Sleeping pills seem to be the talking point in many sporting circles at the moment, particularly if you are an Australian.
A recent case of a star player being admitted to hospital after experiencing an adverse affect to a pill, has stirred up quite a debate in the past few days about just how bad sleeping pills can be, and what affect they really have on our health.
Ben Cousins, and Australia Rules footballer, took a few sleeping tablets after a weekend game to help him sleep better at night.
In the morning he could not be woken, and was rushed to a Melbourne hospital.
He is now fine and ready to playa giant his weekend, but it raises the question…. How bad can sleeping pills be??
Most sleeping pills are actually sedative hypnotics and commonly carry the drugs Valium, Ativan, Xanax and Librium.
These drugs are commonly used by, and referred to patients with anxiety problems, and those who suffer form bipolar disease.
When you take the pills it is common to feel drowsiness and lethargism. This is to increase the chance of you falling asleep.
Now just like any other medication, sleeping pills have side effects, and these vary from pill to pill.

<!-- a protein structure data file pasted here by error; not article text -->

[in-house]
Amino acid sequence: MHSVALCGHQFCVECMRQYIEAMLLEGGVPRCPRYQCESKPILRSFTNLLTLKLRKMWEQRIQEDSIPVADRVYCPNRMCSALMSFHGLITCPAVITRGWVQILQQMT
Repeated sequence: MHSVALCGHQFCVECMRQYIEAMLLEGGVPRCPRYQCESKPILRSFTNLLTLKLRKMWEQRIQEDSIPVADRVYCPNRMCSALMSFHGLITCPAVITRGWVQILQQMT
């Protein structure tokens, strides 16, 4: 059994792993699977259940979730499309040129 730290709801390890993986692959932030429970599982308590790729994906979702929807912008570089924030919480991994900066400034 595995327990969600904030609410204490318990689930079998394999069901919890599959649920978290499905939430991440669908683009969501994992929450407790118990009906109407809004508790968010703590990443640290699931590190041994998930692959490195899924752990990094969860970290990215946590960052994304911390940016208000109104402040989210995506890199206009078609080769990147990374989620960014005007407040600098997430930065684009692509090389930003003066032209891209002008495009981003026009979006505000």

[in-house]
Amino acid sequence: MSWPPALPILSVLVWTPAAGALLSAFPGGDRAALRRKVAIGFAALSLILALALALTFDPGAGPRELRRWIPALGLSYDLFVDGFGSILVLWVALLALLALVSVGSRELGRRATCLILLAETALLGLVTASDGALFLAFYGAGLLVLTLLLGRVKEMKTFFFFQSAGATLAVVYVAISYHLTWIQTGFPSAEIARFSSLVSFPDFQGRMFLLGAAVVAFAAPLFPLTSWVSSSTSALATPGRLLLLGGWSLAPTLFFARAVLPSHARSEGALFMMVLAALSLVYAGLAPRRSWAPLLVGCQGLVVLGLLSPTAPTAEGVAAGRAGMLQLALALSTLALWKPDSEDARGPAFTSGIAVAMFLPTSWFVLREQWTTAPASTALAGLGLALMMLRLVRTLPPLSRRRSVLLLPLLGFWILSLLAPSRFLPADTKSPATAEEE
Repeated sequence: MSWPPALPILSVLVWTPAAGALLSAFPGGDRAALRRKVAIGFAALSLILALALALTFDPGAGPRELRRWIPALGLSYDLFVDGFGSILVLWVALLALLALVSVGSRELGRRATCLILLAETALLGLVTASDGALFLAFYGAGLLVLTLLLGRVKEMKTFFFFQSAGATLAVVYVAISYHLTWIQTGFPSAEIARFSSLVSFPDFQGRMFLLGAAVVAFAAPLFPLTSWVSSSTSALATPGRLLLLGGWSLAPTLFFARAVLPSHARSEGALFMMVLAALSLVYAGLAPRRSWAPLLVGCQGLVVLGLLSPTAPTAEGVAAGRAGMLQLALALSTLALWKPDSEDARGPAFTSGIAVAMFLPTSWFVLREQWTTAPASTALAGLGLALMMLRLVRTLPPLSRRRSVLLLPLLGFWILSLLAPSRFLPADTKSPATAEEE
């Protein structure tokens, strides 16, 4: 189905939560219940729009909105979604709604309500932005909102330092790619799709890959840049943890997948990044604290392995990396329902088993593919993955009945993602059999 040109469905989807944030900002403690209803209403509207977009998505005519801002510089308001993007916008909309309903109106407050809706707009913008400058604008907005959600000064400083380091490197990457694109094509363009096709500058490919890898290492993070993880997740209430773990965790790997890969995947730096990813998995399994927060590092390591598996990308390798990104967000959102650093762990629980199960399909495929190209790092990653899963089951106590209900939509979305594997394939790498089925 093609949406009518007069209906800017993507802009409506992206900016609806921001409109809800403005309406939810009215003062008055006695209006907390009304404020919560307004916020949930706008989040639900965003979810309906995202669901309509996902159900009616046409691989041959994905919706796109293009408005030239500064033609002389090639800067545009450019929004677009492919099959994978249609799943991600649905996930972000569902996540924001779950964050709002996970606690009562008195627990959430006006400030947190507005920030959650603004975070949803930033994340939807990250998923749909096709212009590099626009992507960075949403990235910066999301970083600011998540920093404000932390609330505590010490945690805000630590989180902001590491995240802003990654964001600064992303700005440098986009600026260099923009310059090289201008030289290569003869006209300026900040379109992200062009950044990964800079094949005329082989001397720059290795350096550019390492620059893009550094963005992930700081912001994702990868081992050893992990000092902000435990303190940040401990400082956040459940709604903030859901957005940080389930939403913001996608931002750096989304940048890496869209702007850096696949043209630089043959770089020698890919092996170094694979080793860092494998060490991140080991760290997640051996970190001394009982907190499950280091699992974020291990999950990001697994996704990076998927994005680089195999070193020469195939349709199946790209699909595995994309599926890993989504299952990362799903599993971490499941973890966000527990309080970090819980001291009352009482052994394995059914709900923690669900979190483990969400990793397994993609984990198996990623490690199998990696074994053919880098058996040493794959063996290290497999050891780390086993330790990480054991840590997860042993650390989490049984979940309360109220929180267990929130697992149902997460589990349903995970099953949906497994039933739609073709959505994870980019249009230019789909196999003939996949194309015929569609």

Firstly, they can make you breathe more slowly, and this can be an issue for those with lung problems such as asthma.
Other side effects include burning or tingling of the hands, dizziness, weakness, headaches, loss of balance, diarrhea, constipation, loss of appetite, unusual dreams, and shaking of the body.
The worst side effect, however, can be in the form of Parasomia, or sleep walking.
It is common that regular use of sleeping pills can lead to people sleep walking and even sleep driving.
Then of course there is the case of mixing sleeping pills with alcohol and other drugs.
This is very dangerous and should be avoided at all costs.
In short, be very careful and fully aware of the side effects of sleeping pills before taking them.